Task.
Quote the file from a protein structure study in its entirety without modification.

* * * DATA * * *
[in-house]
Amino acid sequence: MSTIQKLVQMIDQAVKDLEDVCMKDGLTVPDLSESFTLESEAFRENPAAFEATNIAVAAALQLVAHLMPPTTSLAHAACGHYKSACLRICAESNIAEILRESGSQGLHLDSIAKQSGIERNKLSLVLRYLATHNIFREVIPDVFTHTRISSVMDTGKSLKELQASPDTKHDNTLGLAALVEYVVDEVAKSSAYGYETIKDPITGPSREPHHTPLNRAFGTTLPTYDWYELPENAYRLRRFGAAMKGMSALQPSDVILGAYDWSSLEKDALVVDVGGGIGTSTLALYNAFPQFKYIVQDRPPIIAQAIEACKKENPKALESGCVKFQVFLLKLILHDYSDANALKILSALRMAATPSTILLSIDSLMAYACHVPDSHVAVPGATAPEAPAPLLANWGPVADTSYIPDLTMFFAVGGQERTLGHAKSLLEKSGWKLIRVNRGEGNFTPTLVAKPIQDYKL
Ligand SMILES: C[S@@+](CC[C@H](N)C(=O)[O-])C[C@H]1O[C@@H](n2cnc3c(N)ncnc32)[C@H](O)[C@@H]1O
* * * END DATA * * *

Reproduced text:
[in-house]
Amino acid sequence: MSTIQKLVQMIDQAVKDLEDVCMKDGLTVPDLSESFTLESEAFRENPAAFEATNIAVAAALQLVAHLMPPTTSLAHAACGHYKSACLRICAESNIAEILRESGSQGLHLDSIAKQSGIERNKLSLVLRYLATHNIFREVIPDVFTHTRISSVMDTGKSLKELQASPDTKHDNTLGLAALVEYVVDEVAKSSAYGYETIKDPITGPSREPHHTPLNRAFGTTLPTYDWYELPENAYRLRRFGAAMKGMSALQPSDVILGAYDWSSLEKDALVVDVGGGIGTSTLALYNAFPQFKYIVQDRPPIIAQAIEACKKENPKALESGCVKFQVFLLKLILHDYSDANALKILSALRMAATPSTILLSIDSLMAYACHVPDSHVAVPGATAPEAPAPLLANWGPVADTSYIPDLTMFFAVGGQERTLGHAKSLLEKSGWKLIRVNRGEGNFTPTLVAKPIQDYKL
Ligand SMILES: C[S@@+](CC[C@H](N)C(=O)[O-])C[C@H]1O[C@@H](n2cnc3c(N)ncnc32)[C@H](O)[C@@H]1O